RENT CONTROL ATTACKS
Part 1 – Revenue Issues – What to look for
If you live in a rent-controlled mobile home park, sooner or later, your owner is going to try to raise your site rent by filing an appeal to the Rent Control Board (RCB), challenging your Rent Stabilization Ordinance (SRO).
Many park owners are getting very creative in challenging RSO. Their desire is to obtain site rent increases greater than they might otherwise get under the normal annual increases.
So, what do you do?
Usually park residents receive notices from the owner that the local RSO is being appealed. Such notices are often accompanied with a bunch of documents ‘justifying’ the owners position. (Note that often these documents are shown in very (very) small print, so old folks like us can’t read them very well.)
The ‘Name of the Game’ that the park owners are playing is to show the RCB that the Net Operating Income (NOI) of the park doesn’t meet the levels set in the RSO.
That means the owners want to show LOWER revenue and HIGHER expenses (thus lowering the NOI) and get a big rent increase.
The BOTTOM LINE FOR YOU is to smell out what they are doing to determine if your park residents have a defense.
If you think you have a defense, you will need to hire representation to fight the proposed increase (see below for a suggestion).
But, how do they lower revenue and increase expenses? [REMEMBER, the numbers being shown to the RCB are often NOT the ‘real’ dollars that the owner puts in his pocket.]
This can be confusing, since owners typically don’t outright lie; they just interpret EVERYTHING in their favor and make ‘adjustments’ based upon THEIR logic.
First, they mess around with the revenue – the lower the revenue, the lower the NOI:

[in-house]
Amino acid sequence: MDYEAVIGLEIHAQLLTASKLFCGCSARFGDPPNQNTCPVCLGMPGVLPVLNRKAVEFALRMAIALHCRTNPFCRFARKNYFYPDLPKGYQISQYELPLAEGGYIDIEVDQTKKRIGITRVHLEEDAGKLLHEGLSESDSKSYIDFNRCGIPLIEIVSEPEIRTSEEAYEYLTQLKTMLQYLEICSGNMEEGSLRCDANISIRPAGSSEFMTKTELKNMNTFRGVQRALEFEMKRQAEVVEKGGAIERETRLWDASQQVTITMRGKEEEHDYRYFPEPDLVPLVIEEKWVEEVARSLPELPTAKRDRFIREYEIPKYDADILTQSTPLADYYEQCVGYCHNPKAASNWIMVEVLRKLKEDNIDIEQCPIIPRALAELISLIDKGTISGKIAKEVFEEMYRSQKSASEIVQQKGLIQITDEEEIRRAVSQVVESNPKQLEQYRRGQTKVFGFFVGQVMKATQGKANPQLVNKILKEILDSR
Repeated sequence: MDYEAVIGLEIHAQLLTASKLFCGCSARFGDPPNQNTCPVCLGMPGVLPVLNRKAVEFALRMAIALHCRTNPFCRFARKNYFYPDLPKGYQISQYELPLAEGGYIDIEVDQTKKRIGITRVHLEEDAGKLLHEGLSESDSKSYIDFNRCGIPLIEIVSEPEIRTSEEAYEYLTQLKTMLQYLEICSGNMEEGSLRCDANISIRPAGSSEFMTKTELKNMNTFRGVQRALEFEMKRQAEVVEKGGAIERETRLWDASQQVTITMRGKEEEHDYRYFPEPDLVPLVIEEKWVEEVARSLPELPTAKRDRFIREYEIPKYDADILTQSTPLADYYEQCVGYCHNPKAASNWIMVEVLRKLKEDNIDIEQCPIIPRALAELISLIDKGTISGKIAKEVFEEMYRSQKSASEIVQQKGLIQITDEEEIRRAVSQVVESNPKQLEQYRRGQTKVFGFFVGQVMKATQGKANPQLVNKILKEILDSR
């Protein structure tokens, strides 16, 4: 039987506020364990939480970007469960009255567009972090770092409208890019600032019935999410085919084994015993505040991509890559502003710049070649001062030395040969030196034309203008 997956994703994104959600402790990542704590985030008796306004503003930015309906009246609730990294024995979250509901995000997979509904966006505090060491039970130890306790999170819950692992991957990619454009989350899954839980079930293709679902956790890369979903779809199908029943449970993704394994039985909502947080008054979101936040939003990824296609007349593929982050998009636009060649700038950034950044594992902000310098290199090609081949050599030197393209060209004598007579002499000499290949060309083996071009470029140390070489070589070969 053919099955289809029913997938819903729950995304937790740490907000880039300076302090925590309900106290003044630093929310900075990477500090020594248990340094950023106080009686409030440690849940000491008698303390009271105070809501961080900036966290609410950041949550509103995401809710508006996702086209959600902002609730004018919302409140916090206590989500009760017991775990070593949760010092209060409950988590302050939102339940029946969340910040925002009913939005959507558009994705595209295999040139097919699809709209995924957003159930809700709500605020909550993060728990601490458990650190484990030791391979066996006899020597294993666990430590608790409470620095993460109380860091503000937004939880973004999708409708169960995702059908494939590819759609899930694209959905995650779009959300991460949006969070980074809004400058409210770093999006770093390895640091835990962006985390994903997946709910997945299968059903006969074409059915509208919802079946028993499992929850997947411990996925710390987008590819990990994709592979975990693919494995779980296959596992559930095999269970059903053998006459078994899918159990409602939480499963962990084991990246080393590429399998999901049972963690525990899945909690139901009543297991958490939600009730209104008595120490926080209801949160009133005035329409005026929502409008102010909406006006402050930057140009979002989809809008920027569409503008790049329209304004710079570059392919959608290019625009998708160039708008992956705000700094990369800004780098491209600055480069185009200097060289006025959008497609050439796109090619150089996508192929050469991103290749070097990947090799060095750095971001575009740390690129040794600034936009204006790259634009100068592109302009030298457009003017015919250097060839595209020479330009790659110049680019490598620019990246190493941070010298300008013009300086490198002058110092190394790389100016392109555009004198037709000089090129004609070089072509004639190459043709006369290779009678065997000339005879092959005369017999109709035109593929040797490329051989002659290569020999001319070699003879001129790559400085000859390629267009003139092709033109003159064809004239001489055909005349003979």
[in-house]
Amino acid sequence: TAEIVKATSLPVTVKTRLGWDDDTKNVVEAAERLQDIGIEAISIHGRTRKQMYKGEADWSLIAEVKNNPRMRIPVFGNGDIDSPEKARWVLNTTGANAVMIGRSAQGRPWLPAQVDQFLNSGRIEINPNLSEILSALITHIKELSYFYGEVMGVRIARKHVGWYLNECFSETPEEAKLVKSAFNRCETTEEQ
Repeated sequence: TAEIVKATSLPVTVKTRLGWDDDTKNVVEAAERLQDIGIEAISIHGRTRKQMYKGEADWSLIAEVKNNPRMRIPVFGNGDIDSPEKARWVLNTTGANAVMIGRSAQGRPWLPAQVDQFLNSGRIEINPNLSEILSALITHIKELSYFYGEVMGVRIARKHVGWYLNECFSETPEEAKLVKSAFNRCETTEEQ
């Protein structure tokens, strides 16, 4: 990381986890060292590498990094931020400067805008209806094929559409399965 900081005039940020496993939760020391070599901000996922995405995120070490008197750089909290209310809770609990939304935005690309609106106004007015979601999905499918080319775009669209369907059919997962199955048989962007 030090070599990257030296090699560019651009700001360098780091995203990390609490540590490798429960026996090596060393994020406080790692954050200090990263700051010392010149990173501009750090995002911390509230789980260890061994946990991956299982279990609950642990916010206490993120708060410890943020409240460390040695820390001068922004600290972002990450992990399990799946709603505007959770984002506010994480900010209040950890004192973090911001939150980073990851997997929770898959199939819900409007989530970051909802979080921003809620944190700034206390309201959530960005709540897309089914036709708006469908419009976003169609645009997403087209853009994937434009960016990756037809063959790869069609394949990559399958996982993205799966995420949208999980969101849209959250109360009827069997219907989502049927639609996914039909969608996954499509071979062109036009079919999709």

They manipulate the total rents – The lower the revenue, the lower the NOI, thus the higher rent increase they are applying for.
They manipulate the vacancy factor – the higher the vacancy factor, the lower the NOI.
They exclude certain income categories (such as ‘park-owned’ rental homes or self storage containers) as not being applicable under the SRO. Often, these other income categories can be a substantial portion of the actual NOI. Even if justified, make sure any related expenses are also excluded.
They manipulate the Utility Income and Expense, or attempt to exclude it altogether. Owners usually make a profit on the utilities, so if they can exclude it, the NOI is lowered.
They fiddle around with other miscellaneous items like bad debts, RV storage, etc.
In my next installment, I’ll discuss how owners manipulate EXPENSES to increase them such that NOI is lowered. (I’ll send Part 2 – Expense Issues – at a later date.)
NOTE: A strong SRO makes your park LESS attractive to other park investors who might normally want to buy it. This means that THE RESIDENT GROUP IS OFTEN THE MOST ATTRACTIVE BUYER. If you want to discuss how to buy your park, check the contacts provided below.
Rent Control Attacks:
Bruce Stanton, attorney and GSMOL General Counsel: 408-224-4000 firstname.lastname@example.org
Resident Park Purchases:
Dave Loop, attorney and GSMOL VP – Resident Owned Parks: 831-688-1293 email@example.com
Deane Sargent, finance and organization guy: 415-271-3919 firstname.lastname@example.org
PMC Financial Services
3165 Chandler Egan Drive
Medford, OR 97504
415-271-3919 Deane Cell
CA license 01040463
Deane Sargent and PMC Financial Services have been helping mobile home park resident groups and cooperatives to organize and find financing to buy their parks for over 20 years.